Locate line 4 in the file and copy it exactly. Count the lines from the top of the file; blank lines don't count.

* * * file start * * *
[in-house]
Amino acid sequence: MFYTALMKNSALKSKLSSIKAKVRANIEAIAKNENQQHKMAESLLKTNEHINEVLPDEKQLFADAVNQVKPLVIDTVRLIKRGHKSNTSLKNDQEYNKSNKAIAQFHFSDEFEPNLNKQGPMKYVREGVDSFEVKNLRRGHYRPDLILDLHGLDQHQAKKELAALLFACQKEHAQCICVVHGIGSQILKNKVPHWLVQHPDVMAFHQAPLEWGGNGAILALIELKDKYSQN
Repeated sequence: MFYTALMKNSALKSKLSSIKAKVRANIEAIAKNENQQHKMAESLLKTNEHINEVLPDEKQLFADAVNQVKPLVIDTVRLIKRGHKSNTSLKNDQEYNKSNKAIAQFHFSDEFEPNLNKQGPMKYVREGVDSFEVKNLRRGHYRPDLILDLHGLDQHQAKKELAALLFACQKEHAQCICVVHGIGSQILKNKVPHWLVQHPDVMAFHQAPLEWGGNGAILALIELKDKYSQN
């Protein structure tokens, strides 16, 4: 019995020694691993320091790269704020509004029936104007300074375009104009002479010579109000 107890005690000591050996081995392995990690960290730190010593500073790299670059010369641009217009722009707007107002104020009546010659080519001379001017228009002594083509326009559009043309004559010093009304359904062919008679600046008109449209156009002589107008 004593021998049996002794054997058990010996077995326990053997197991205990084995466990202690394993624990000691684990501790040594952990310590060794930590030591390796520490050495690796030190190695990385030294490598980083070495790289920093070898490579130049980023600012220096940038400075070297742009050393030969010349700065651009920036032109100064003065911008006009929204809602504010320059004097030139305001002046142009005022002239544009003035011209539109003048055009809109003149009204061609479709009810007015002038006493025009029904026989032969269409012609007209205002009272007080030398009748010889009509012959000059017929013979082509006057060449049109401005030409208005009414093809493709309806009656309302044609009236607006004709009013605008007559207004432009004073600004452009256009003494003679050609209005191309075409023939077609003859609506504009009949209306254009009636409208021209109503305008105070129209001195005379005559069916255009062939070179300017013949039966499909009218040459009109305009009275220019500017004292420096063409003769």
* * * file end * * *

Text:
């Protein structure tokens, strides 16, 4: 019995020694691993320091790269704020509004029936104007300074375009104009002479010579109000 107890005690000591050996081995392995990690960290730190010593500073790299670059010369641009217009722009707007107002104020009546010659080519001379001017228009002594083509326009559009043309004559010093009304359904062919008679600046008109449209156009002589107008 004593021998049996002794054997058990010996077995326990053997197991205990084995466990202690394993624990000691684990501790040594952990310590060794930590030591390796520490050495690796030190190695990385030294490598980083070495790289920093070898490579130049980023600012220096940038400075070297742009050393030969010349700065651009920036032109100064003065911008006009929204809602504010320059004097030139305001002046142009005022002239544009003035011209539109003048055009809109003149009204061609479709009810007015002038006493025009029904026989032969269409012609007209205002009272007080030398009748010889009509012959000059017929013979082509006057060449049109401005030409208005009414093809493709309806009656309302044609009236607006004709009013605008007559207004432009004073600004452009256009003494003679050609209005191309075409023939077609003859609506504009009949209306254009009636409208021209109503305008105070129209001195005379005559069916255009062939070179300017013949039966499909009218040459009109305009009275220019500017004292420096063409003769």